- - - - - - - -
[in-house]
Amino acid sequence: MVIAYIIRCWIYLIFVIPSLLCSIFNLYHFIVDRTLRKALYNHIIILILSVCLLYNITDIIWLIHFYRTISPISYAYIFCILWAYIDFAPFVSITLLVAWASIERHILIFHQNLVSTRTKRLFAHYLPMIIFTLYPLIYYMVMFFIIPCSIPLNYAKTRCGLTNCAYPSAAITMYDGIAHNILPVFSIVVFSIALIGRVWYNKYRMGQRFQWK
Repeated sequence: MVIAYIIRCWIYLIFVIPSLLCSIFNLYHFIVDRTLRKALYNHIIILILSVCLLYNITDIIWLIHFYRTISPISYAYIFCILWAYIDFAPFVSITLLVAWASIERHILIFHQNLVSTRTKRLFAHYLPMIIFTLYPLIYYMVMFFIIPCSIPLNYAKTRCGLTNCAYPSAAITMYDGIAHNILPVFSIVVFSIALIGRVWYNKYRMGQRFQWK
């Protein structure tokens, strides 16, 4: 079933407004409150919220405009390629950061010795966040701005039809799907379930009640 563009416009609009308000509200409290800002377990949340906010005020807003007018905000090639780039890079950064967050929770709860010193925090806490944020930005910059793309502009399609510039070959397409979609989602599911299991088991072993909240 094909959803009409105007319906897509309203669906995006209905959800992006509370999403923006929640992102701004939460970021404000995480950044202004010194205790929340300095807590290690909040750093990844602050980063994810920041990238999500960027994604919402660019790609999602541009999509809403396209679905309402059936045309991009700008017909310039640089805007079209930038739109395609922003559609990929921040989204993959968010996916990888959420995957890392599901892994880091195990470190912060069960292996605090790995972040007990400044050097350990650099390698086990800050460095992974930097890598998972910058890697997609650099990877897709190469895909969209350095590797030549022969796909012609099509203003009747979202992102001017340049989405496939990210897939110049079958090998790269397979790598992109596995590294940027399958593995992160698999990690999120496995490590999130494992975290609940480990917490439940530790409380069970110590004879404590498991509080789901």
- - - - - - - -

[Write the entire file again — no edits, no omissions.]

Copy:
[in-house]
Amino acid sequence: MVIAYIIRCWIYLIFVIPSLLCSIFNLYHFIVDRTLRKALYNHIIILILSVCLLYNITDIIWLIHFYRTISPISYAYIFCILWAYIDFAPFVSITLLVAWASIERHILIFHQNLVSTRTKRLFAHYLPMIIFTLYPLIYYMVMFFIIPCSIPLNYAKTRCGLTNCAYPSAAITMYDGIAHNILPVFSIVVFSIALIGRVWYNKYRMGQRFQWK
Repeated sequence: MVIAYIIRCWIYLIFVIPSLLCSIFNLYHFIVDRTLRKALYNHIIILILSVCLLYNITDIIWLIHFYRTISPISYAYIFCILWAYIDFAPFVSITLLVAWASIERHILIFHQNLVSTRTKRLFAHYLPMIIFTLYPLIYYMVMFFIIPCSIPLNYAKTRCGLTNCAYPSAAITMYDGIAHNILPVFSIVVFSIALIGRVWYNKYRMGQRFQWK
């Protein structure tokens, strides 16, 4: 079933407004409150919220405009390629950061010795966040701005039809799907379930009640 563009416009609009308000509200409290800002377990949340906010005020807003007018905000090639780039890079950064967050929770709860010193925090806490944020930005910059793309502009399609510039070959397409979609989602599911299991088991072993909240 094909959803009409105007319906897509309203669906995006209905959800992006509370999403923006929640992102701004939460970021404000995480950044202004010194205790929340300095807590290690909040750093990844602050980063994810920041990238999500960027994604919402660019790609999602541009999509809403396209679905309402059936045309991009700008017909310039640089805007079209930038739109395609922003559609990929921040989204993959968010996916990888959420995957890392599901892994880091195990470190912060069960292996605090790995972040007990400044050097350990650099390698086990800050460095992974930097890598998972910058890697997609650099990877897709190469895909969209350095590797030549022969796909012609099509203003009747979202992102001017340049989405496939990210897939110049079958090998790269397979790598992109596995590294940027399958593995992160698999990690999120496995490590999130494992975290609940480990917490439940530790409380069970110590004879404590498991509080789901």